The Democratic National Committee is circulating a memo on Capitol Hill that seems designed, above all else, to lessen the concerns among nervous lawmakers that they await a perilous fate in November's midterm elections.
The memo, penned by DNC Communications Director Brad Woodhouse, uses a vast array of polling data to argue that 2010 is a far different political landscape than 1994 or 2006, when Democrats and Republicans respectively suffered major losses and surrendered control of Congress.
The entire memo can be found here. The main talking points:
-- President Obama is much more popular than President Bush was in 2006 or President Clinton was in 1994.
-- Similarly, more voters trust the President and Congressional Democrats to lead the country than trust Republicans to do so.
-- In fact, on what may be the most important issue of this election -- the economy -- Democrats lead Republicans in voter trust, and do so by a similar margin to Democrats in 2006 and a larger margin than Republicans in 1994.
-- And voters don't just trust Democrats on the economy; they support Democrats' legislative efforts to improve the American economy and to move our country forward in other ways. And voters are more likely to support candidates who back the Democratic agenda.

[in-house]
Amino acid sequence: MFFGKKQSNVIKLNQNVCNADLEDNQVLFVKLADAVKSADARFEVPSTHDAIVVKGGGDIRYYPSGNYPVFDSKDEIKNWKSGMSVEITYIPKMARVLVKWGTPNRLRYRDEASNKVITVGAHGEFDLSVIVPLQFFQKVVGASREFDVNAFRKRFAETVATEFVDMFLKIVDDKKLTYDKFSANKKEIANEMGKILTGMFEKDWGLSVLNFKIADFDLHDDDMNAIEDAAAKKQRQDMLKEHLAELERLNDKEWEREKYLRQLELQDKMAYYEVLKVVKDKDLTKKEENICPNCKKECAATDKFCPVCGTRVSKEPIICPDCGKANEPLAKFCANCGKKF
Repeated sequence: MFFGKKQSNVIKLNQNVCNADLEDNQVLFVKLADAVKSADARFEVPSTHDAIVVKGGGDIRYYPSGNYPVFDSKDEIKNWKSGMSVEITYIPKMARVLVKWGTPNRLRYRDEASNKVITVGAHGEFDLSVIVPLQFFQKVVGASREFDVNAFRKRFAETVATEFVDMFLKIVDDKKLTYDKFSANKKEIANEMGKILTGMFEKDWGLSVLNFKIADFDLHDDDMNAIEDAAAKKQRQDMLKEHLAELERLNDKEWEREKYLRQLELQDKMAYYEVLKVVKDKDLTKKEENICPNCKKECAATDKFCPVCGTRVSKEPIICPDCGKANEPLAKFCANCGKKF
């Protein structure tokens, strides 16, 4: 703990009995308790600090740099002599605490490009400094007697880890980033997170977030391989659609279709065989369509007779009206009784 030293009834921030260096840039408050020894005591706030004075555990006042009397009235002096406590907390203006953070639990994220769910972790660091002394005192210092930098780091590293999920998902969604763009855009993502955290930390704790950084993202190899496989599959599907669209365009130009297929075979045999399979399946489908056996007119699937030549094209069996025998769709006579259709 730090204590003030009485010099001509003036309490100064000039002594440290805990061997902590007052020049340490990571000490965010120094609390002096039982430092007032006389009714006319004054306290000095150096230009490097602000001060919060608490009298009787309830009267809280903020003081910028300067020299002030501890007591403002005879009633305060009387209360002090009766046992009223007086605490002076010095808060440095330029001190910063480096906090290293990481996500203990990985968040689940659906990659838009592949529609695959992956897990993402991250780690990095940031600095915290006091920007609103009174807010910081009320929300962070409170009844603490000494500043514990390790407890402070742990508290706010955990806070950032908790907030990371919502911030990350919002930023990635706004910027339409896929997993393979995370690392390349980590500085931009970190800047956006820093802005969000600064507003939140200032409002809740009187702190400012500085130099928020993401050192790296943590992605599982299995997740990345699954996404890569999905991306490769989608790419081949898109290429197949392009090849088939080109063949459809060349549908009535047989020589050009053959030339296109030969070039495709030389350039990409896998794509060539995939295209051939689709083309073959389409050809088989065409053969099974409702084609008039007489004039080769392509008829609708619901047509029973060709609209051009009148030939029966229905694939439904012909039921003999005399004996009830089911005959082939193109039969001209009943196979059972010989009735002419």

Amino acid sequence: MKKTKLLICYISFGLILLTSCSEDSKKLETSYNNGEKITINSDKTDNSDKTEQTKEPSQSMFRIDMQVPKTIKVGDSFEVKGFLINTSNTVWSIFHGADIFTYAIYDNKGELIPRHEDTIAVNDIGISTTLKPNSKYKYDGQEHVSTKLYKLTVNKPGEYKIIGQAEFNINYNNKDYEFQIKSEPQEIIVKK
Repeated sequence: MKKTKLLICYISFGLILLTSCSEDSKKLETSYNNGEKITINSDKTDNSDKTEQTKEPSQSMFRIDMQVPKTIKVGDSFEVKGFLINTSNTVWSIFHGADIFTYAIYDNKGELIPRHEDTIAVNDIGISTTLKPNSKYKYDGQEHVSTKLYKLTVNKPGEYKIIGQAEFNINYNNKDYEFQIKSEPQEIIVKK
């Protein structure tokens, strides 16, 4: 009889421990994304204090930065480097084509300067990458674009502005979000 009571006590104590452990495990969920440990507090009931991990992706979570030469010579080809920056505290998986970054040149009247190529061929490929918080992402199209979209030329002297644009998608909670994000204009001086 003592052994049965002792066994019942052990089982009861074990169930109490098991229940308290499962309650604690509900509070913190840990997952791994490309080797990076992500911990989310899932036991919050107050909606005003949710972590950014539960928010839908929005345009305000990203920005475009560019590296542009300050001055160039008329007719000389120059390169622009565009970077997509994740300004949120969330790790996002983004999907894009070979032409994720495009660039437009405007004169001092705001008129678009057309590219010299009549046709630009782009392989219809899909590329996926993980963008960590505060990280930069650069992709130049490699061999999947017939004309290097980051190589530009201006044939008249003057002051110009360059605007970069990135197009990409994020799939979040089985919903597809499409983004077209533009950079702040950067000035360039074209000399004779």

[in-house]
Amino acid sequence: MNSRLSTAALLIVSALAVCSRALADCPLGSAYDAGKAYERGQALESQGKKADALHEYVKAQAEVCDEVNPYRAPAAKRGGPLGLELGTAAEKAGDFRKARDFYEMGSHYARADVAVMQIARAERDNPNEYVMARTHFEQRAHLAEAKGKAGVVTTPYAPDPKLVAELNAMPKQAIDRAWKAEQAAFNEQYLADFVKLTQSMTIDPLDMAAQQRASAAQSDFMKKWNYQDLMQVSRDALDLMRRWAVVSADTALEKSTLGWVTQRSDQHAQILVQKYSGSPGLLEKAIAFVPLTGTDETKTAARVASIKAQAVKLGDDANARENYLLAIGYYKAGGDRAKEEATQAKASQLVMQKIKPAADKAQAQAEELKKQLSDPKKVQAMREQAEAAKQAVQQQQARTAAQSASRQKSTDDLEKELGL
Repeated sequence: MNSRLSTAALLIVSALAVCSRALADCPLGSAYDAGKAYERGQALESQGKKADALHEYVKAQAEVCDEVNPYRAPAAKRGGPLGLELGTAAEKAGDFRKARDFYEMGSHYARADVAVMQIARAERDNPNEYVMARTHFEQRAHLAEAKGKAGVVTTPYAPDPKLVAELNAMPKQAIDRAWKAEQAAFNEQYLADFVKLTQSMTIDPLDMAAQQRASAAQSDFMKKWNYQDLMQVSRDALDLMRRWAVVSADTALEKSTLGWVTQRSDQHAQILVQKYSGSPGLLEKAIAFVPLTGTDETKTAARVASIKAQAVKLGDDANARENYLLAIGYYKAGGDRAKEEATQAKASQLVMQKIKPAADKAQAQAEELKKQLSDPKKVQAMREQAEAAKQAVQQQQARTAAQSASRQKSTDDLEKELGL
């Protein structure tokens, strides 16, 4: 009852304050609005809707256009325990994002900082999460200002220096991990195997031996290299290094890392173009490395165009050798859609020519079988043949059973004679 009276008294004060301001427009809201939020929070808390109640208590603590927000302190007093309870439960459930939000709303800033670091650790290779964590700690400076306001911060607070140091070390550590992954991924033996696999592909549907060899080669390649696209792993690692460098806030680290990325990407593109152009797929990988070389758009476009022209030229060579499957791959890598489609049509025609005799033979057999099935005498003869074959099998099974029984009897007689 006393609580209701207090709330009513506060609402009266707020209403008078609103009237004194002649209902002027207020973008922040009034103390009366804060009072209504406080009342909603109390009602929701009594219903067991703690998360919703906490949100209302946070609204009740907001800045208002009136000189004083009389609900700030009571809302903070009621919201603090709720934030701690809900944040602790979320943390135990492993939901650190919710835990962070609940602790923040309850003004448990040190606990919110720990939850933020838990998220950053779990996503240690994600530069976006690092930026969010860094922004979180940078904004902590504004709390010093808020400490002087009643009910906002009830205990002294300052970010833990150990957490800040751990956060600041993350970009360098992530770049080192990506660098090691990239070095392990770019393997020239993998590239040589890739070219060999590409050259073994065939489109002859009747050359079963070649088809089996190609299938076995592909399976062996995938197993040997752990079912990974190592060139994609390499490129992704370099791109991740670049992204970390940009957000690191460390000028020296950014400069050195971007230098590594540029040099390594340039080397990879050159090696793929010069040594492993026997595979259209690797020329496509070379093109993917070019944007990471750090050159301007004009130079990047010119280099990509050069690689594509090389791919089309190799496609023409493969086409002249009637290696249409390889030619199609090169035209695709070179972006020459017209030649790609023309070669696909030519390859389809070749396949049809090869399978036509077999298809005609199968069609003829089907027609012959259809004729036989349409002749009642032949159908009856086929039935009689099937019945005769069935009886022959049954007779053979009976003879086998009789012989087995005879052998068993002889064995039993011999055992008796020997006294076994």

-- Despite voter support for Democrats on key issue tests like the economy, some polls do show narrow support for Republicans over Democrats on the generic congressional ballot. However, Republicans hold only a tenuous lead in such polls, with generic support for Republicans this year nowhere near that of Democrats in 2006.
-- Similarly, Republican cheerleaders have cited polling showing support for GOP control of Congress as an electoral boon; however, such polling has proven an unreliable indicator of electoral results.
The key takeaway, however, isn't any specific data Woodhouse cites; it's the fact that the memo had to be sent -- and leaked -- at all. On Wednesday evening, the White House sent reporters a separate election-related document showing all of the campaign work that the President and his team have done on behalf of House members.
That document was distributed to quiet concerns that have percolated throughout the Democratic Party since Sunday, when White House Press Secretary Robert Gibbs admitted the obvious: the House is in play. The DNC's goal is slightly different -- they want to reframe the entire debate, which currently rests on the assumption that 2010 will be a bloodbath. But the underlying message is the same: Democrats are fortified, unified and in better shape than the doomsayers suggest.
UPDATE: The Republican National Committee's response, per RNC spokesman Doug Heye:
Friends – by now you may have heard that the DNC has issued a memo entitled “Putting Voter Sentiment and Recent Polls in their Proper Perspective.”
Below is an alternate version that better captures the Democrats latest attempt dismiss voter anger with the Obama/Reid/Pelosi agenda.
Please take a look below. Thanks.